say "The salesman bores you with a discussion of life insurance policies. From his briefcase he pulls some paperwork which he
      hands to you."; move the insurance paperwork to the player.



Would be a good way to try and recruit non-programmer forum members if they're interested, I'm sure it could become very cool...and maybe we could assimilate a couple Literature majors to the Borg :twisted:

edit: then the game itself and instructions for playing it could be thrown in the Gaming fora and we could get feedback from other members.

The Red Spider Project has my vote too.
Last edited by Bharrata on Sat Mar 24, 2012 7:17 pm UTC, edited 2 times in total.

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Re: Idea for a fun joint effort: xkcd hacking project

Postby Jplus » Sat Mar 24, 2012 7:16 pm UTC

So it's happening. Cool.

Still, I want to point out it doesn't seem like a good idea to restrict ourselves to a single project, a single language or a single framework. A heterogenous bunch of many parallel small projects is fun.

Btw, shouldn't it be called "the red spider project"? That name seemed to be most popular.

Edit: I see that qubital made a username "xkcd" on GitHub. Are we sure that Randall Munroe doesn't mind about that?

(New edit: typo.)
Last edited by Jplus on Sun Mar 25, 2012 12:01 pm UTC, edited 2 times in total.
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Re: Idea for a fun joint effort: xkcd hacking project

Postby qubital » Sat Mar 24, 2012 8:25 pm UTC

Updated the name of the repo.
Although this is going to be a "heterogenous" project, it still needs to be coherent. We definitely need a real plan and timetable moving forward, as Mat suggested.
Mat wrote:+1 to these ideas:
  • A text stream processor that takes TeX formulas as input and outputs LaTeX typesetting code, with the same formulas but with hearts substituted for random parts of the original formulas.
  • Code obfuscator that outputs xkcd ASCII art
.

Out of these I would go with the obfuscator. Given libraries like Pandoc, the former seems too simple.

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Re: Idea for a fun joint effort: xkcd hacking project

Postby ahammel » Sat Mar 24, 2012 8:33 pm UTC

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Re: Idea for a fun joint effort: xkcd hacking project

Postby Jplus » Sun Mar 25, 2012 12:38 pm UTC

qubital wrote:Updated the name of the repo.
Although this is going to be a "heterogenous" project, it still needs to be coherent. We definitely need a real plan and timetable moving forward, as Mat suggested.

I kind of agree that some level of coherence is a good idea, but I think that should be possible without a timetable. We have a stable branch which can take care of the coherence; when people make additions to the project, they simply base it on the stable branch. When done, they merge it back into the stable branch so other people can base their work on that as well.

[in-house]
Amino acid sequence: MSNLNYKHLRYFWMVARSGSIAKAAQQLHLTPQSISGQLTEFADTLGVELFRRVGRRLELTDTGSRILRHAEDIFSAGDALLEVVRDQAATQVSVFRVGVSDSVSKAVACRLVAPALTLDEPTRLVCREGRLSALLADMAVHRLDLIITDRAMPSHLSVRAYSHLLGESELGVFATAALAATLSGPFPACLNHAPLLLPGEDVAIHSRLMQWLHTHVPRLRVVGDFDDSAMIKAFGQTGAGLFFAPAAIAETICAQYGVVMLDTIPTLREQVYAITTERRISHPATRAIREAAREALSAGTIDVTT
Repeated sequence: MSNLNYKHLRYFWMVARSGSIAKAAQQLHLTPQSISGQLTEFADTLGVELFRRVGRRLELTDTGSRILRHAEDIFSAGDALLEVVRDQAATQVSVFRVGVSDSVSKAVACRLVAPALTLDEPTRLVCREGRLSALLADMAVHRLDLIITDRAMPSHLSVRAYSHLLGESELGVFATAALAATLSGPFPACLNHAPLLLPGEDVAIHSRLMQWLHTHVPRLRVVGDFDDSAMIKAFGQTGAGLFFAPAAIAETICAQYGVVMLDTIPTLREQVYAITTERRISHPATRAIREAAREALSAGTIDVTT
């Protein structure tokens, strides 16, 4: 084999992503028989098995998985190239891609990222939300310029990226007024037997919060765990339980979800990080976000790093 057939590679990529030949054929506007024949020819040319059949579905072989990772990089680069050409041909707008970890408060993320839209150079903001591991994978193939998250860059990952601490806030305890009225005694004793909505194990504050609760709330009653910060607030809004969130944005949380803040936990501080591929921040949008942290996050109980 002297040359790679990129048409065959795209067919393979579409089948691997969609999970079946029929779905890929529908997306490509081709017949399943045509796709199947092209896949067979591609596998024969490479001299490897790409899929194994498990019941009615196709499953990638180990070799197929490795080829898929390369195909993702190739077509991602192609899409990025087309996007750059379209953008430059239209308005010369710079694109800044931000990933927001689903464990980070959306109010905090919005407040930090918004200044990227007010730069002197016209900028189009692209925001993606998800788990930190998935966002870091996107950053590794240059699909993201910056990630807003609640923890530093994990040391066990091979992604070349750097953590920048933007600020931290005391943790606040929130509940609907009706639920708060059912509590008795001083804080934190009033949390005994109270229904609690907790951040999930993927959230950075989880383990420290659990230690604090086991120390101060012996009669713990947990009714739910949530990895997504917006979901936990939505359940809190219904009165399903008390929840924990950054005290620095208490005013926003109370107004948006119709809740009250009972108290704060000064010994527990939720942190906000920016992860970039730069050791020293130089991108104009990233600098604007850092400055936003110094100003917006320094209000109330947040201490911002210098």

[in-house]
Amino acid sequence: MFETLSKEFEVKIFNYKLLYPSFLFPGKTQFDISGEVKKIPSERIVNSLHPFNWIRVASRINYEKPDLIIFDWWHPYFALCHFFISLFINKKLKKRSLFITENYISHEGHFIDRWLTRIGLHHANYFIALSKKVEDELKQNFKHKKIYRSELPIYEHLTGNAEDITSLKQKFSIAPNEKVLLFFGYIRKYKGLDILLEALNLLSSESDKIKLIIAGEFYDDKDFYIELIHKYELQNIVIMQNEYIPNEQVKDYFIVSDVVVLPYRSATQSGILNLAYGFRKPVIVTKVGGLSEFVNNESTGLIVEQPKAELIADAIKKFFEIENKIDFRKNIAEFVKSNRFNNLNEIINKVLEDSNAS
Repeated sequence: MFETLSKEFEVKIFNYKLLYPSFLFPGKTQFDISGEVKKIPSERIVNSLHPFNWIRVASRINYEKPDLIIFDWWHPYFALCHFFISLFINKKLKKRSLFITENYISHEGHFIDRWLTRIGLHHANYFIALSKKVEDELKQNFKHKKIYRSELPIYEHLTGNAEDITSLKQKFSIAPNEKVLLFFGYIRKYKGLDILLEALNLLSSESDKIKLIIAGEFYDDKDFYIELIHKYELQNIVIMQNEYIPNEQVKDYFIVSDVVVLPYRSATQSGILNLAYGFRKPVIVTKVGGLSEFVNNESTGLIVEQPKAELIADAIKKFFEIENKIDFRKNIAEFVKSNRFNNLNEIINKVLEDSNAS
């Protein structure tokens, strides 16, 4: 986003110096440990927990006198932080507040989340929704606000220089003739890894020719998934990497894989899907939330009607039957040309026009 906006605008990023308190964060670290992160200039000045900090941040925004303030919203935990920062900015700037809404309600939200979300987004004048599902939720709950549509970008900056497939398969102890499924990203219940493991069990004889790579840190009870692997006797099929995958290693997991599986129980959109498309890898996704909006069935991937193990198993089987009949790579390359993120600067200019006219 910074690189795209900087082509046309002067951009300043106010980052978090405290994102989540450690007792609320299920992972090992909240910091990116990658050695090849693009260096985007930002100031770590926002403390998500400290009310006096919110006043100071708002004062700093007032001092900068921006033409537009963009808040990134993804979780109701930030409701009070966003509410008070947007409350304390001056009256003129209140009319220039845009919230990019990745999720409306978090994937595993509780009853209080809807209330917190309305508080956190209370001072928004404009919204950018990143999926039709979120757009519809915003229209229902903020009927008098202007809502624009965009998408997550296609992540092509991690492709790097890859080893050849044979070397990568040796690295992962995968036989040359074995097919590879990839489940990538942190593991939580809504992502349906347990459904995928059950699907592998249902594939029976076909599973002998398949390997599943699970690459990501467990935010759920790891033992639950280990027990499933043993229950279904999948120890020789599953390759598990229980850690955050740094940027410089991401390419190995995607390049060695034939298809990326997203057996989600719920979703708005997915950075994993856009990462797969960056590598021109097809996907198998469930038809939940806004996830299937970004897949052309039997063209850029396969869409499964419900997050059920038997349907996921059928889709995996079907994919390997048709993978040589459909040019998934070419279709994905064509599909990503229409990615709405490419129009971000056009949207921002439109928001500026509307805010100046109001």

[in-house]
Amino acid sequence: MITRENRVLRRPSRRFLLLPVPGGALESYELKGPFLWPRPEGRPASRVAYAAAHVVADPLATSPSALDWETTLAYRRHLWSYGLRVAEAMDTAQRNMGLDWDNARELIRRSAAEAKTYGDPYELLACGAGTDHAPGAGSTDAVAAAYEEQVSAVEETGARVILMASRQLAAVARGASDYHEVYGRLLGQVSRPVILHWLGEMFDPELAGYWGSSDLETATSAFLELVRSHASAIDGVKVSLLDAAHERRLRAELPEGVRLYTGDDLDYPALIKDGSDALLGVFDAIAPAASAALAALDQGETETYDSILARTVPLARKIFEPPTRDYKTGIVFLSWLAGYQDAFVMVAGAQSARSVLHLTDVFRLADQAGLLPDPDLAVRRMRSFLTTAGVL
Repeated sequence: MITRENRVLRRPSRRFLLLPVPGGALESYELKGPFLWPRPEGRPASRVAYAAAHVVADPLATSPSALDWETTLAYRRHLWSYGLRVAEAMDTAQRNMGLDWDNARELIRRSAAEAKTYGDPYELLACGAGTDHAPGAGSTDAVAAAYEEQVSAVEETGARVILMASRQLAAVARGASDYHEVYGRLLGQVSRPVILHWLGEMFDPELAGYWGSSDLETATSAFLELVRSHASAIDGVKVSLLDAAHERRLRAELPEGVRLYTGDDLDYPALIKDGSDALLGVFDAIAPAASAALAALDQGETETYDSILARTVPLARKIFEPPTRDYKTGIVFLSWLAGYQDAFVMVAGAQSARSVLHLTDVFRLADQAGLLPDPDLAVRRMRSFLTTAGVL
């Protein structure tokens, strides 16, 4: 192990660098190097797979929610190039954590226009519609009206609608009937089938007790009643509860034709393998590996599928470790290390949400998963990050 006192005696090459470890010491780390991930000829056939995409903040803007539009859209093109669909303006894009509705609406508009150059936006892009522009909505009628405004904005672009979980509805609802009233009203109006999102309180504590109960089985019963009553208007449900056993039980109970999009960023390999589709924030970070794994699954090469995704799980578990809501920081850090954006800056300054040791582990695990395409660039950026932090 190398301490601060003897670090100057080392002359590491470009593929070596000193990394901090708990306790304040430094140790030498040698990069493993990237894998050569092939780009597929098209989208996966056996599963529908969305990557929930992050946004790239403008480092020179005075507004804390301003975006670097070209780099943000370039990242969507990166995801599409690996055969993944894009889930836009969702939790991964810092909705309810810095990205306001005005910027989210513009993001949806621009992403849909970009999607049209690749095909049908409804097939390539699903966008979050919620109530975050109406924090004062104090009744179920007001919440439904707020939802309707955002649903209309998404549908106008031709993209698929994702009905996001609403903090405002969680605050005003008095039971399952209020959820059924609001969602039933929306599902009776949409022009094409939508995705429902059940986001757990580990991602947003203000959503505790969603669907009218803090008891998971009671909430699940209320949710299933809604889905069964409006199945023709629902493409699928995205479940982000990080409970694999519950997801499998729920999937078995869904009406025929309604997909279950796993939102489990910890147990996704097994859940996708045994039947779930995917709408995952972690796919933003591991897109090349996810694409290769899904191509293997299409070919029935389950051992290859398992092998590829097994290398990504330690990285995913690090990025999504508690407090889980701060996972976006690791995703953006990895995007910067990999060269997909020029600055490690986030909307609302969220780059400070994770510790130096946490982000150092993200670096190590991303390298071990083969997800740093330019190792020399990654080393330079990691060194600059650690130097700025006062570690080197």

Besides, I see no reason why everyone should be working on the same thing at the same time. Why can't Nautilus and Mat write a code obfuscator on one branch while you write a 2d game together with some other people on another branch?

qubital wrote:[...] Out of these I would go with the obfuscator. Given libraries like Pandoc, the former [TeX love formula rewriter] seems too simple.

What's wrong with simple programs? Do you want to introduce a rule that only non-trivial programs are allowed? That would rule out people who just want to come by for a casual bit of coding. I added the "many small programs" clause because I wanted to accomodate for people with little time or short attention spans. Also, please observe the "all ideas are interesting" clause... I think that clause is worth too much to drop it.

Besides, as far as I'm concerned we're not supposed to use libraries everywhere we can. A TeX formula rewriter is small enough to reinvent the wheel, and I think that was supposed to be part of the fun in this case. Also, we should keep external dependencies to a minimum (except for programming languages) since people will already need to install quite a lot just to be able to build and use the project.


Final thing, because I can't stress this enough: for as far as I know the name "xkcd" is copyrighted to Randall Munroe, without any readily available license for people like us who'd like to use it as well (the comics are CC-licensed, but not the name). That means we should ask for his permission if we want to continue using the name as is currently the case. However, I'm not sure whether we should actually want that; perhaps it would be better to just change the "xkcd" username on GitHub to something else. Opinions please!
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Re: Idea for a fun joint effort: xkcd hacking project

Postby Steax » Sun Mar 25, 2012 1:00 pm UTC

I think we should avoid explicitly using the name 'xkcd'. While it's probably acceptable to use terms like "xkcd community", we don't entirely represent that, and it would be safer to use other names entirely.